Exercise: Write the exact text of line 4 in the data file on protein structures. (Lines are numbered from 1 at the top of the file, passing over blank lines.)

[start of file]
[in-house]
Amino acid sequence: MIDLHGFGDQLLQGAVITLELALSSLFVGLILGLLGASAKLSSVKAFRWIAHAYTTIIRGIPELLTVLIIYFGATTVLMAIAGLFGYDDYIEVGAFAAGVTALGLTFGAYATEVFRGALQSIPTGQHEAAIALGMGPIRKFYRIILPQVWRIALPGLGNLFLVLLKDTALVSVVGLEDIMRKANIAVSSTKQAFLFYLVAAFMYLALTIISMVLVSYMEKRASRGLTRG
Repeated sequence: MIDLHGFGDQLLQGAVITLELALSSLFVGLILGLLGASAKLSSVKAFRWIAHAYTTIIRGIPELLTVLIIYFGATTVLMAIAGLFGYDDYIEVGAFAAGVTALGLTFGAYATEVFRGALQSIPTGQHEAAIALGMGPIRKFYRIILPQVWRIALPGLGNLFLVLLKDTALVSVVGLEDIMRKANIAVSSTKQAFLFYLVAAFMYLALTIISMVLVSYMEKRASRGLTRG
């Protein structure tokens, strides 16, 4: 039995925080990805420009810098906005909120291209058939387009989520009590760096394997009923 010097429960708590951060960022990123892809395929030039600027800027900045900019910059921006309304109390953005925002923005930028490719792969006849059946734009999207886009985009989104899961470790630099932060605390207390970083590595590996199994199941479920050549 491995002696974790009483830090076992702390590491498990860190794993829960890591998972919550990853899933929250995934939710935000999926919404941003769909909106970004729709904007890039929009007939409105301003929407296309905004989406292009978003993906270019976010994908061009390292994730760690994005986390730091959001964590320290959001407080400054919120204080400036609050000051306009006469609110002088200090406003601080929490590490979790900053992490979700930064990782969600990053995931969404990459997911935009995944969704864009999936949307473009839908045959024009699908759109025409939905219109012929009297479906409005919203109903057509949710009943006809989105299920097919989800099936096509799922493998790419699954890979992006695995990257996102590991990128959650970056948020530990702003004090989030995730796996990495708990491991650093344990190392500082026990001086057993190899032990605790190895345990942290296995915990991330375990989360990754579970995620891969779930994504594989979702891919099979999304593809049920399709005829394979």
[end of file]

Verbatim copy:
């Protein structure tokens, strides 16, 4: 039995925080990805420009810098906005909120291209058939387009989520009590760096394997009923 010097429960708590951060960022990123892809395929030039600027800027900045900019910059921006309304109390953005925002923005930028490719792969006849059946734009999207886009985009989104899961470790630099932060605390207390970083590595590996199994199941479920050549 491995002696974790009483830090076992702390590491498990860190794993829960890591998972919550990853899933929250995934939710935000999926919404941003769909909106970004729709904007890039929009007939409105301003929407296309905004989406292009978003993906270019976010994908061009390292994730760690994005986390730091959001964590320290959001407080400054919120204080400036609050000051306009006469609110002088200090406003601080929490590490979790900053992490979700930064990782969600990053995931969404990459997911935009995944969704864009999936949307473009839908045959024009699908759109025409939905219109012929009297479906409005919203109903057509949710009943006809989105299920097919989800099936096509799922493998790419699954890979992006695995990257996102590991990128959650970056948020530990702003004090989030995730796996990495708990491991650093344990190392500082026990001086057993190899032990605790190895345990942290296995915990991330375990989360990754579970995620891969779930994504594989979702891919099979999304593809049920399709005829394979």